Green Hard Stuff on Liner

by Amanda Heitzenrater
(Scio, Ohio)

We are not sure what is on the bottom of the pool. We had a lot of thunder storms and are not draining the pool so that we can move it next year. At first we thought that it was just plain algae on the very bottom and side of the pool (about 6 inches from the bottom). Then we realized that it is not just algae.

It is dark green and it is VERY hard. I have sprayed and tried to remove it with a hard Brussels brush. What can we do to get rid of it and not ruin the pool liner? It seems to be weakening the liner. Do you have any ideas on what we may be able to put on it to make it easier to remover or something else? Again it is very hard, the parts that I did scrum off seem to be hard like calcium build up but its green.



Hi Amanda. You mentioned you are not draining the pool to move it. I assume you meant you are draining the pool to move it, and, if so, it's a good time to replace the liner.

Your existing liner will shrink as soon as you drain it. It is never worth the frustration to install a used liner. Buy a new liner and start clean.

green stuff on above ground pool liner
In the future you know what to watch for and you can jump on it early. You may need to brush the sides more or use a rag on them on a regular basis. Starting with a clean liner and keeping it clean would be much easier than cleaning up your existing liner.

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Liner For Organic Farm

by Michael Chroman
(Hilo, Hawaii)

I have a water catchment tank which I use the water for irrigating an organic garden. Should I be concerned about potentially toxic chemicals leaching from the liner of anything but a food grade liner (e.g. Doughboy)?



Hi Michael. I have never heard of a food grade liner, but that does not mean they do not exist.

Over my many years of installing I put up several pools for the purpose of raising fish and never had a problem. We also did a couple for catchment purposes.

catchment pools
My best friend lives in Hawaii, as you do, and above ground pools are very common for catching the rain water and using it for everything except drinking. He lives out of town and goes in once a week to buy a few groceries and re-fill their bottles of drinking water.

Most everything he eats is from his garden and from his fruit trees. They use their above ground pool water to water everything and even to bath in. He has never mentioned to me that one particular liner might be better than another.

I would be very confident to suggest that by the time the pool is full of water any harmful chemicals used in the liner manufacturing would be so diluted as to not being a problem. Kids swim in these pools right after they are installed without a problem, and we know how much water they can drink.

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Sunshine On A Quick Set Liner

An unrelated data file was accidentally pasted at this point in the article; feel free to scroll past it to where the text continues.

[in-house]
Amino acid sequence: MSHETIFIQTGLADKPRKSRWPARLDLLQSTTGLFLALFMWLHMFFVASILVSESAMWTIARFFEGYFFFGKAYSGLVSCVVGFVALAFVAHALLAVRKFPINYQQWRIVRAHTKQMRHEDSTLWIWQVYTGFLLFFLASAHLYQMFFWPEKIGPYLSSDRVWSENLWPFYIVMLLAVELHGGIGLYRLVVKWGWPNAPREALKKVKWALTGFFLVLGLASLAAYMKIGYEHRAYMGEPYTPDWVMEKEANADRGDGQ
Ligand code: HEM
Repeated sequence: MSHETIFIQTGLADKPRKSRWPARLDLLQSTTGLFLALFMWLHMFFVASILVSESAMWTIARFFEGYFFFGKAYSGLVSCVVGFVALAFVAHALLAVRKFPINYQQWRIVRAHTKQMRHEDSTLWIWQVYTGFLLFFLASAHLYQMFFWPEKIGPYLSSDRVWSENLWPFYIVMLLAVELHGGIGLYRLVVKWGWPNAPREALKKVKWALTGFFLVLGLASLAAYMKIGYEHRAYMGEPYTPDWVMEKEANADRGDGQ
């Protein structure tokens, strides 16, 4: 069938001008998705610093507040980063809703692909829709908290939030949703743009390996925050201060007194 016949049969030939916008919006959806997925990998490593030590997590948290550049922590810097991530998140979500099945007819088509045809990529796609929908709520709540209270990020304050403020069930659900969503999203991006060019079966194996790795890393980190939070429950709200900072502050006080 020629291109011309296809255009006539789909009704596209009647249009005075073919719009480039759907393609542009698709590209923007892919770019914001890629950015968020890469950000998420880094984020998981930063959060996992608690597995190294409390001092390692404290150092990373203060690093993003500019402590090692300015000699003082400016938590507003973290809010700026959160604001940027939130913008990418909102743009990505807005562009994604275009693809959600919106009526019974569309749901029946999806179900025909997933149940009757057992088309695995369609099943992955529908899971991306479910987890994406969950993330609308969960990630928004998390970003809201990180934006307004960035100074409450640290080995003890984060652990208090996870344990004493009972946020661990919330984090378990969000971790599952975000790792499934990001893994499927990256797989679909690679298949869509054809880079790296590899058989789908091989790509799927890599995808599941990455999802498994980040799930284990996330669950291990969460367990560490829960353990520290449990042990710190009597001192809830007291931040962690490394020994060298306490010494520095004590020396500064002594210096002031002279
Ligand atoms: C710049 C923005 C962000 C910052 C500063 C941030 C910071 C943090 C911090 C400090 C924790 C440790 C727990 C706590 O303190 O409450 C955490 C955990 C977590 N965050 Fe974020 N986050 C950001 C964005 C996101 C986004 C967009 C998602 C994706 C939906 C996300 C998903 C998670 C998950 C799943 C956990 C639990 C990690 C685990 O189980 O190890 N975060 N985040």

by Frank
(Fortville, IN)

Is there any stretch in a 15' by 42" above ground round frame quick set liner? I have been reading all of your post that have been e-mailed to me and they seem to say make sure it is warm and sunny.

Thanks, your web site has been very helpful.



Hi Frank. Warm and sunny can be helpful with any kind of vinyl lined pools. It's very important when it comes to installing vinyl liners into steel walled above ground pools. That is mostly what I write about.

The liner on a quick set pool also becomes more pliable with direct sunlight. Whether or not that would allow it to stretch I'm not sure. It does make it easier to work with and much easier to smooth the bottom out.

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Water Behind My Inground Liner

The leak has been fixed but now I can't get all the water out from behind the liner in our inground vinyl pool. So when I fill it back up there is a ring in the deep end?



Hi. I can think of a few different solutions. It might be possible to pry the bead of the liner out of the receiver in one small area. The water could then be forced out the hole and the bead put back into place. If I understand you correctly the water is in the deep area of the pool so it might be difficult to work it all the way to the top. But worth a try anyway.

It is also possible to put a small slit in the liner, force the water out, and then patch the hole. Correctly patching a liner actually reinforces it instead of weakening it, so I would not hesitate at all doing this. When doing a repair like this it is best to use Boxer glue and a piece of actual pool liner as opposed to the clear vinyl that comes with the patch kit.

You could wait until the water evaporates on it's own, and it will eventually. The only downside to this is it may permanently stretch out the liner. If the bulge is big enough, and it does stretch the liner, you may be left with a baggy liner. This could possibly pose problems with cleaning the pool.

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